Before diving into the meat of this review, I feel it’s important to mention that it is coming from a newcomer to the series, and that I ran some short stints into Metroid: Zero Mission and Fusion in order to lend some context to my opinions. What occurred to me after playing them was that Dread is important to the franchise because it mitigates and streamlines the more frustrating aspects of its predecessors while playing up the design elements that these games have always nailed. On top of all the absolutely solid gameplay, Dread also offers more characterization for Samus Aran between two lines of dialogue and ten hours of gameplay than any other game in the series manages. She is the perfect blend of Master Chief’s swagger and Doom Guy’s stoicism (both of whom she predates) that I never knew I needed in my life. Frankly, I’m too impatient to wait to tell you how good this game is. Metroid Dread is the perfect entry for series newcomers such as myself and should not be missed by anyone wanting to take part in such a storied franchise. Dread does not simply represent a return to form for the Metroid series – it is Samus Aran, back better than she’s ever been before. Let’s discuss why.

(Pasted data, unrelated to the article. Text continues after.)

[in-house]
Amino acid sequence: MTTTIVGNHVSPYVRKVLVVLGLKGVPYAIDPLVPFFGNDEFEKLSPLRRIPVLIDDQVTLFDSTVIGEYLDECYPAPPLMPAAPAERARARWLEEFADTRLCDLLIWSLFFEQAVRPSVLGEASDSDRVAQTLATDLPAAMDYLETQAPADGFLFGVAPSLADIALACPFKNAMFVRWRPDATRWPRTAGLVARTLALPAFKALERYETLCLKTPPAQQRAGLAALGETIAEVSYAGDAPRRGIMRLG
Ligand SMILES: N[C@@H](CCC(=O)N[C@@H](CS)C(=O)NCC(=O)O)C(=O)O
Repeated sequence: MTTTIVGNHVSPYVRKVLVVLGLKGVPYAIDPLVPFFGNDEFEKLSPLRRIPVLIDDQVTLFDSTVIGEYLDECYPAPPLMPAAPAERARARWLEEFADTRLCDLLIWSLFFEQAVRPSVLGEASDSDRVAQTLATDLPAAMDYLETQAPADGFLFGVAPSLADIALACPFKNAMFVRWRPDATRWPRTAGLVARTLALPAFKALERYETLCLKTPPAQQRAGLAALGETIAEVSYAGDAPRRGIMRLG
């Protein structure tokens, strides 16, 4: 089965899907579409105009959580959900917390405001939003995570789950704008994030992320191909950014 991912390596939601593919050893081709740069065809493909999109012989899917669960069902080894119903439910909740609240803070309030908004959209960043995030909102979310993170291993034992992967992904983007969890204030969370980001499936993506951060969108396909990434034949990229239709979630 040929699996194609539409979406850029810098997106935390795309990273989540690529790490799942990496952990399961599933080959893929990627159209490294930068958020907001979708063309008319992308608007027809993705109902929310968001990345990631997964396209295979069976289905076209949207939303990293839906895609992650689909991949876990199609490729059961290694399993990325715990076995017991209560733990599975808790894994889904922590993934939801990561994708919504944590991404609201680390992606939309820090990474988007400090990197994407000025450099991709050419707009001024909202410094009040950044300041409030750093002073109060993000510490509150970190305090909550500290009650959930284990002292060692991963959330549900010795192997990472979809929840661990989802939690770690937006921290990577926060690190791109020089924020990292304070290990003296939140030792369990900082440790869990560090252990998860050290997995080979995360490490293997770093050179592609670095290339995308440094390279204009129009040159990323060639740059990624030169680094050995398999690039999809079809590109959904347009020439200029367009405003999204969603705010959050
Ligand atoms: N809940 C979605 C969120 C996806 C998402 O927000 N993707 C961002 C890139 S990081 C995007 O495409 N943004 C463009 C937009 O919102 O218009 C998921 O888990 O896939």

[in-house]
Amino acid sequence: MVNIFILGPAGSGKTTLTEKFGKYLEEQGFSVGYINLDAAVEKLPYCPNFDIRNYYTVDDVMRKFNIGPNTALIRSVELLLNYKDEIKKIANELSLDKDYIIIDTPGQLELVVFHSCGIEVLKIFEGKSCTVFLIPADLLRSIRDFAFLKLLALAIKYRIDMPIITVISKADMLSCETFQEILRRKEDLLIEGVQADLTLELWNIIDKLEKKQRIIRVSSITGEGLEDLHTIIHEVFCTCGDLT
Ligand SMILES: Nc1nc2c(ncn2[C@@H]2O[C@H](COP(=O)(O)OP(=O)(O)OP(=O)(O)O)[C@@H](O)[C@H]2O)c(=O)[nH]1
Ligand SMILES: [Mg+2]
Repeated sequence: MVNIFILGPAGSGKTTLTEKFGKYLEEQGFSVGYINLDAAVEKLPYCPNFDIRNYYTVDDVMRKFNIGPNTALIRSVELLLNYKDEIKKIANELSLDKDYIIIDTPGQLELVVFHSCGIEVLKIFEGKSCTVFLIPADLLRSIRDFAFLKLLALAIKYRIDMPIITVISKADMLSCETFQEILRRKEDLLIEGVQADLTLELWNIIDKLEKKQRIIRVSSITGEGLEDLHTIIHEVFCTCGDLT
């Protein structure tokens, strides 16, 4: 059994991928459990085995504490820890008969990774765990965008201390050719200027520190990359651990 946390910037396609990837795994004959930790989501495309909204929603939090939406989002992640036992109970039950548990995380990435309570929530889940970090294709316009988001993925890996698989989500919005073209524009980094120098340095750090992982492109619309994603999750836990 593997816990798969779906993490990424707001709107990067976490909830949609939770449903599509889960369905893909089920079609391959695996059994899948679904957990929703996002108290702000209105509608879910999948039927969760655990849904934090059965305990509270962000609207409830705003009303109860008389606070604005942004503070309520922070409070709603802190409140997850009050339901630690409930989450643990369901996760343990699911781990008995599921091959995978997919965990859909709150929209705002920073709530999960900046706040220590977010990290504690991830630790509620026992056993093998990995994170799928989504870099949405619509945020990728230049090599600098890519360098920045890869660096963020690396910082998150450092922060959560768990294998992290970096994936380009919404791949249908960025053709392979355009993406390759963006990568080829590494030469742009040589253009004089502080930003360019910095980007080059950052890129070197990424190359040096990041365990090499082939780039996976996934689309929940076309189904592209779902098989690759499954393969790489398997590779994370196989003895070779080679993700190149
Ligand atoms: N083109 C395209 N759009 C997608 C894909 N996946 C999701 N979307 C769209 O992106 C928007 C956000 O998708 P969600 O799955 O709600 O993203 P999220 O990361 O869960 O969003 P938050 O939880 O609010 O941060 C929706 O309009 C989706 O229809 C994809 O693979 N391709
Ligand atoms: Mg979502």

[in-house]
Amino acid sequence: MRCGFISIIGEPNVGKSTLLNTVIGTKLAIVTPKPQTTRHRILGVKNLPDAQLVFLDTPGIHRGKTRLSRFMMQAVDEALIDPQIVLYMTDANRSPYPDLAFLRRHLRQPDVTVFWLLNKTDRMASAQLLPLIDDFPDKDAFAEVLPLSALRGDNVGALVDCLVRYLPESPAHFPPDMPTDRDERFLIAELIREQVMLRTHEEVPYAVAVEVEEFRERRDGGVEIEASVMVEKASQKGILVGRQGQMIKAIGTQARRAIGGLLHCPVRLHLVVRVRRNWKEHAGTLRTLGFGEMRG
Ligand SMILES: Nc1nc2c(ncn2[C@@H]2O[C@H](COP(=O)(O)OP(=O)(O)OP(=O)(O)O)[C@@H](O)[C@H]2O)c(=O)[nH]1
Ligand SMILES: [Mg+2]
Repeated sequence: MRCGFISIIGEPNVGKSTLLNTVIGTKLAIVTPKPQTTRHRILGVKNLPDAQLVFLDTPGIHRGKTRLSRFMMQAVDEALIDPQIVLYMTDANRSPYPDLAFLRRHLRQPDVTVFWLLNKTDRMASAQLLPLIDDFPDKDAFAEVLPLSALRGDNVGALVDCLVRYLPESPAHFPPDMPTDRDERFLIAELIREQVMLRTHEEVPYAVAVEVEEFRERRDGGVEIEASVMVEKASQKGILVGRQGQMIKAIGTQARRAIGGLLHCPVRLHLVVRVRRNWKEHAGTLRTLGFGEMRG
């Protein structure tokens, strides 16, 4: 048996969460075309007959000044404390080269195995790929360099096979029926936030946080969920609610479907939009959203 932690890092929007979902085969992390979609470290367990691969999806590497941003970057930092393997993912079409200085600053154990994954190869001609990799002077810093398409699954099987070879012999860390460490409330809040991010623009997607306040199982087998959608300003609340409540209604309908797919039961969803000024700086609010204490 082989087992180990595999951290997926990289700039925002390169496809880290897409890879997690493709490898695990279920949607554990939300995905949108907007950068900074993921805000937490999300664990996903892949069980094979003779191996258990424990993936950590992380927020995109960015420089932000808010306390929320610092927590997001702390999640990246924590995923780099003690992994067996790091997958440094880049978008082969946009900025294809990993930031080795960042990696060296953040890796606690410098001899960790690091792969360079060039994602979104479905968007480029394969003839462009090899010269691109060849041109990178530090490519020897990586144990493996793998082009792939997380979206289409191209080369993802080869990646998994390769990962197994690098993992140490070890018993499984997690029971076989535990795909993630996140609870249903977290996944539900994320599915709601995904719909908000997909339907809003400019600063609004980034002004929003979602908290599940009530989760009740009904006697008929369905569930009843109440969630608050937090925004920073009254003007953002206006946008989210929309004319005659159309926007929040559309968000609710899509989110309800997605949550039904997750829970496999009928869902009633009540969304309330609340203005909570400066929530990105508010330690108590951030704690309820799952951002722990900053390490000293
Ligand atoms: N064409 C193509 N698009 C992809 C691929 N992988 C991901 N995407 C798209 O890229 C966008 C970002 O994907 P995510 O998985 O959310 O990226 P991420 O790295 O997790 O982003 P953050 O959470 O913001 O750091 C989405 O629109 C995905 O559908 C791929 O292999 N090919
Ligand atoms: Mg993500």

More than any other element of their gameplay, these games are notorious for their contentious map design: sprawling 2D mazes where progress and secrets are often blocked off by access to certain abilities and keys. They have always been central to these games, and likewise divisive amongst players. Getting these maps sized properly and offering the right amount of guidance through them is an easy mark to miss. Make them too big or cumbersome to navigate, and backtracking becomes a common and tedious chore. Holding the player’s hand too tightly might annoy those who are drawn in by the game’s core values of player choice and freedom, but insufficient guidance may also cause players to get frustrated and end their playthroughs prematurely. These mazes function as the core “puzzle” of the Metroid games. They force players to use their memory and current map knowledge in order to decide where they’ll explore next, making discovery after discovery until they eventually “solve” the map. This design was first pioneered in the original Metroid on the NES, and love it or hate it, it has become deeply embedded into the Metroidvania genre itself. Hollow Knight, Ori, and Axiom Verge all tout this puzzle-map design to varying effect, but they all arguably get the balance right. The Metroid games, on the other hand, struggled with finding this balance for a long time. Earlier games in the franchise were spread too wide, full of opportunities for players to get lost or stuck. The absolute reliance on a player’s memory to inform their objectives was a very alienating choice, albeit one that would give players who made significant advancement a sense of accomplishment over their progress. Emerging almost as an overcompensation for this shortcoming would be the heavy-handedness of later games like Fusion, which explicitly guides players toward objectives throughout its playtime. To be fair, this also adds a lot of capacity for narrative focus, which Fusion takes advantage of. Metroid Dread, however, is a happy union between these qualities, making its detailed map the key that allows it to be so enjoyable for longtime fans and newcomers alike.